II. Let us bring these words into the daylight of common life.—One great reason of our distress, and our want of comfort when things are happening which give us pain, is that we grow up with a fixed impression that if God is dealing with us kindly the process must be pleasant. We do not think young people can imagine anything really to be good and worth having unless it is enjoyable. And older people require a great deal of training and trying, and much reflection upon it, and years of steady pressure of some sort before they can quite say from their heart, ‘I thank Thee, O God! for this bitter cup.’ Now the words of Job take us further, ‘Though He slay me, yet will I trust in Him.’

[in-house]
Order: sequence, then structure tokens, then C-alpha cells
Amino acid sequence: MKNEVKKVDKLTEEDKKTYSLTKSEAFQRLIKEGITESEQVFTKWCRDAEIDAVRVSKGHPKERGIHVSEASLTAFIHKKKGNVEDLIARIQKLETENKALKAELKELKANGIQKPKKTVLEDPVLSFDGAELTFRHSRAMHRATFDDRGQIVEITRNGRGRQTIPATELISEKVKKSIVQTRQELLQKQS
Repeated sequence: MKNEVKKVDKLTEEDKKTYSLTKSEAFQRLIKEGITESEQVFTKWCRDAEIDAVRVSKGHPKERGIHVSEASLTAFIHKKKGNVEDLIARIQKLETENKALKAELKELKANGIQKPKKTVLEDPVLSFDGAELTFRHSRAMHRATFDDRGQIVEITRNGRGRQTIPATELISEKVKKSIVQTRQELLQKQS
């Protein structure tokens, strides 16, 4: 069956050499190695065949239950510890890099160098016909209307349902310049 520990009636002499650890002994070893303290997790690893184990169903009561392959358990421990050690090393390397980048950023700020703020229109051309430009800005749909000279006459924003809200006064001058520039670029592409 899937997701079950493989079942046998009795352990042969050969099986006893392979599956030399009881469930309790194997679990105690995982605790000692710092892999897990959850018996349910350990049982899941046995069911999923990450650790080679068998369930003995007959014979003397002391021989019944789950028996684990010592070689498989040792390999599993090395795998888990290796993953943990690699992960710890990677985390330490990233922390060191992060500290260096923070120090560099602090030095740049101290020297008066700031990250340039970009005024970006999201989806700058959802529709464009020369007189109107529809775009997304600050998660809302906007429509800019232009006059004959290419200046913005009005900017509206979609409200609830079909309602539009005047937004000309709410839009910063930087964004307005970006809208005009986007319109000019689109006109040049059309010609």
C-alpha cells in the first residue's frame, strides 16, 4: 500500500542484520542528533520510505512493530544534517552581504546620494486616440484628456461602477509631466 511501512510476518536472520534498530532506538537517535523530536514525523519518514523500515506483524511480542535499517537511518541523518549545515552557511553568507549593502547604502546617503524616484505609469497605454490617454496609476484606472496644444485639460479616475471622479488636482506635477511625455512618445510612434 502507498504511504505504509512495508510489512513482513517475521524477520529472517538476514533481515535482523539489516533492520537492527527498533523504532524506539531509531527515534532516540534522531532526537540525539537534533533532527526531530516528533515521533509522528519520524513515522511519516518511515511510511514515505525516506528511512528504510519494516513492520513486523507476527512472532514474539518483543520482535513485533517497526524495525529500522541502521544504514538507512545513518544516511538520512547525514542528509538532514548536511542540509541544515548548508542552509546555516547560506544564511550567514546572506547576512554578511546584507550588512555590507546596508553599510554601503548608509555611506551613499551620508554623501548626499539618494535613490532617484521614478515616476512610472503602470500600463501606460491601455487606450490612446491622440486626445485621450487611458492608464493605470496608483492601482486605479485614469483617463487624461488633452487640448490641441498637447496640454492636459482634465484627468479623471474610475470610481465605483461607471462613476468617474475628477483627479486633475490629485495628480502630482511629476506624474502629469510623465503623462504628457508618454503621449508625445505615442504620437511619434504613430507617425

Though He slay me.’ God did not intend, as we know, to allow Satan to take away Job’s life; there was (but Job did not know it) store of even earthly good before him. But Job did not reason thus. He did not reason as some do, ‘I am in trouble about money, but I will not fear. In some way or other God will send me what I want.’ His faith was one which went deeper. ‘Though He slay me, and I have no earthly reward; though the sun should never shine out from these clouds again; though the tide should never turn and the money never come, yet will I trust Him.’ This is a far deeper and more refined trust. This trust that somehow or other He will see our faithfulness and make all bright is a happy one, and not one to be looked down upon; for it is a great triumph over human nature and human doubt. But there is a trust which goes far beyond this. It is that which Job seems to have had, if we rightly translate his words. ‘Though He slay me, yet will I trust in Him; though my trust does not lead to anything pleasant, bright, or good to me. Though I never get my will, and the last page of my life’s history is still a record of pain, I will trust in Him.’ He who has been given help to say this from his heart, has learned O how much deeper a lesson! He has learned to know that the will of God must be right, and ought to be done even if it costs us our lives. It is a lesson that we are slow to learn that our happiness, our enjoyment, our success are not the great things that even God must stoop down to consider with respect. If in the pursuit of the glorious end He has set before Him, the pure and perfect triumph of love and goodness over all things evil, you and I and another must seem to lose all and fail, should He not do it, and should not I, if I trust Him perfectly say, ‘Do Thy great will, O God’?